Long ago (1988) I moved to Berkeley and started sending a monthly "newsletter" to my Boston friends. When I returned to Boston (1993), I continued the tradition for about five more years (or until I had kids). Looking back, I realize that I was actually blogging. Each newsletter contained anywhere from a few to several blog posts. Having been silent for the past decade or so, I've decided to resume these activities. Don't expect anything profound -- I tend to focus on what I find entertaining or amusing and perhaps sometimes informative. We shall see!

Wednesday, June 17, 2015

Live from Montreal (Take 2): Canada versus Netherlands

This game, on my birthday, I was joined by my awesome daughter, who agreed to join me for Part II of my World Cup extravaganza, as a birthday present. See, I told you she was awesome.

Canada entered the game atop Group A with 4 points; The Netherlands and China were tied with 3 points each; and New Zealand had one. A win for Canada would have guaranteed them a top finish in the group and ideally, a relatively weaker opponent for the Round of 16 (one of the third place finishers). There was a lot at stake for both teams.

The game opened at a feverish pitch. If there had been any doubt that both teams understood the importance of the match, such doubts were rapidly cast aside. Game on!

Much like the USA Sweden game, both teams played their best soccer of the tournament. There was a lot of possession and controlled ball movement. The Netherlands seemed a bit more organized, but it was Canada who drew first blood: about ten minutes in, Ashley Lawrence pounced on the rebound form a Sophie Schmidt shot. Unsurprisingly, the 99% of the stadium full of Canadians and Canada supporters went wild -- Canada 1-0! Lawrence continued to pound on the goal, going just a tad wide, but looking pretty determined.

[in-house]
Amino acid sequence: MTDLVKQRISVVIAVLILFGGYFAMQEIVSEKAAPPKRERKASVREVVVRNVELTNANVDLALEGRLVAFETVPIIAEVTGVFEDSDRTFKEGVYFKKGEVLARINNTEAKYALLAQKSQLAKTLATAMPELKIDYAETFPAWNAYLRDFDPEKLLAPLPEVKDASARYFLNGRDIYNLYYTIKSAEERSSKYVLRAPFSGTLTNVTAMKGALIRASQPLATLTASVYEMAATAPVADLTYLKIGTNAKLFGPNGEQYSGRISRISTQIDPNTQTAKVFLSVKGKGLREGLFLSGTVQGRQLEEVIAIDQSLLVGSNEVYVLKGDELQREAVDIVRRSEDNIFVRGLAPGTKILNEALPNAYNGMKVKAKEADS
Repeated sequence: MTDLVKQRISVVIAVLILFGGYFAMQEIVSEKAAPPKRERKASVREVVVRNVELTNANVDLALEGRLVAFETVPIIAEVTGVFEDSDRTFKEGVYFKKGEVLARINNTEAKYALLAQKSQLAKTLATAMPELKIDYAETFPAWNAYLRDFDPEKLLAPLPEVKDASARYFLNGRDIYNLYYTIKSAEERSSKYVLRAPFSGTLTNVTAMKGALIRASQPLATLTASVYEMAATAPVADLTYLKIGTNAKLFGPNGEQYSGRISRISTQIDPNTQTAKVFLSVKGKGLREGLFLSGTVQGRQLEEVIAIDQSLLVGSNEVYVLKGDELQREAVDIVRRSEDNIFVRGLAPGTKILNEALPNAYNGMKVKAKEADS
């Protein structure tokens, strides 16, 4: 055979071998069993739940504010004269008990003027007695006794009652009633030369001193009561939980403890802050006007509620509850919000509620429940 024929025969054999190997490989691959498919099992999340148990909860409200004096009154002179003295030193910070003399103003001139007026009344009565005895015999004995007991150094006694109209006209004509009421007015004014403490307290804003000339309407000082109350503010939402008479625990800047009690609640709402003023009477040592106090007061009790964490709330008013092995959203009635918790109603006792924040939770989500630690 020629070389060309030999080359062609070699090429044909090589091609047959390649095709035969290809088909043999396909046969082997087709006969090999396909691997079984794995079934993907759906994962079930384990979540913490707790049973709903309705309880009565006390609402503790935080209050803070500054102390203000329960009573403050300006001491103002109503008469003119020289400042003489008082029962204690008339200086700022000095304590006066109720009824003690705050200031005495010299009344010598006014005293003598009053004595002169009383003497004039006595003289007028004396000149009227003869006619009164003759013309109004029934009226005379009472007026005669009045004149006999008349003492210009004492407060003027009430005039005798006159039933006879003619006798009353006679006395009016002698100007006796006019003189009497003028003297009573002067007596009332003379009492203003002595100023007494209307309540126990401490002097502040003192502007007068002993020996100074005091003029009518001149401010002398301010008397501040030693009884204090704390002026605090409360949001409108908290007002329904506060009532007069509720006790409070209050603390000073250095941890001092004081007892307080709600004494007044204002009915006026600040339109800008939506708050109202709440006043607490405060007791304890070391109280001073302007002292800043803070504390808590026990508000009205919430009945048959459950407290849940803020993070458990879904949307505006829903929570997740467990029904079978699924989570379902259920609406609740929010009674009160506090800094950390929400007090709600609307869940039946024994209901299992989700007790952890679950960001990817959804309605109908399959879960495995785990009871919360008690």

Strong play from both teams continued, but Canada couldn't seem to break through the Dutch midfield. Both teams were putting pressure on the ball, but the Dutch seemed to be coping with it better, although they were unable to put the ball in the net, thanks to strong work by Erin McLeod (more on that later) and a solid backline. There was one speed mismatch on Canada's left flank -- The Netherlands Lieke Martens just outpaced Canada's Belanger leading to some exciting, but ultimately unproductive, play in front of the goal.

And so, the teams went into half time with a 1-0 game.

The second half brought more of the same, and for a long time, it appeared that Canada was going to win the group with a hotly fought 1-0 victory. So here's a question for the soccer savvy of you out there (that means you Jim) -- when you are up 1-0, poised to clinch your group, and you're in the 74th minute, why oh why do you pull your keeper practically up to midfield to take free kicks? Admittedly, nothing happened directly off these plays, but I really wanted Erin McLeod closer to her box -- yeah, she needs to be engaged, but does she need to be engaged quite so close to midfield? Each time, it scared the living daylights out of me. And then, it happened again in the 83rd minute or so. And while I won't lay blame for what came next at the feet of this decision, it was reasonably soon thereafter that the Netherlands drove the tying goal into the net with a great shot -- the Dutch player Kristin Van Der Ven broke through, McLeod came out and dove a split second too soon, resulting in the ball skimming just above her outstretched hands.


Around now I wanted to know what was happening in the China/New Zealand game. A New Zealand win or a tie would leave Canada in the top spot. Around the 90th minute, the woman next to me pulled up the score to reveal that they were, in fact, tied. So, at the end of the night, Canada remained atop Group A, but only barely.

Onward to Vancouver.

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